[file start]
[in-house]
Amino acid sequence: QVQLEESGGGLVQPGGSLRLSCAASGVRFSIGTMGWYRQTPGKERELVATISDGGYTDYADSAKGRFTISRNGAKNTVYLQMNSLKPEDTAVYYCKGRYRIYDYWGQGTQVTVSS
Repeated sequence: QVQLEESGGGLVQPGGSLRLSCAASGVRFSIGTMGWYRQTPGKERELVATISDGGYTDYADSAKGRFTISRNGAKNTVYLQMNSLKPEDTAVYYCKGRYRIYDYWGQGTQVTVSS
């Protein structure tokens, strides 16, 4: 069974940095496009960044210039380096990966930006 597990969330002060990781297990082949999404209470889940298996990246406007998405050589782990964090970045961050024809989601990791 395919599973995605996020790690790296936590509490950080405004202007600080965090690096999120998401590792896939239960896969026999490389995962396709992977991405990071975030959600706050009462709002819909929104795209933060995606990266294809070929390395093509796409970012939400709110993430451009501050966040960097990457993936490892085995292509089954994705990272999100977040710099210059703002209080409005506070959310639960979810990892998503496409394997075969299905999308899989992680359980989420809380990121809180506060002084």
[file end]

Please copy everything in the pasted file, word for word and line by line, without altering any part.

[in-house]
Amino acid sequence: QVQLEESGGGLVQPGGSLRLSCAASGVRFSIGTMGWYRQTPGKERELVATISDGGYTDYADSAKGRFTISRNGAKNTVYLQMNSLKPEDTAVYYCKGRYRIYDYWGQGTQVTVSS
Repeated sequence: QVQLEESGGGLVQPGGSLRLSCAASGVRFSIGTMGWYRQTPGKERELVATISDGGYTDYADSAKGRFTISRNGAKNTVYLQMNSLKPEDTAVYYCKGRYRIYDYWGQGTQVTVSS
């Protein structure tokens, strides 16, 4: 069974940095496009960044210039380096990966930006 597990969330002060990781297990082949999404209470889940298996990246406007998405050589782990964090970045961050024809989601990791 395919599973995605996020790690790296936590509490950080405004202007600080965090690096999120998401590792896939239960896969026999490389995962396709992977991405990071975030959600706050009462709002819909929104795209933060995606990266294809070929390395093509796409970012939400709110993430451009501050966040960097990457993936490892085995292509089954994705990272999100977040710099210059703002209080409005506070959310639960979810990892998503496409394997075969299905999308899989992680359980989420809380990121809180506060002084």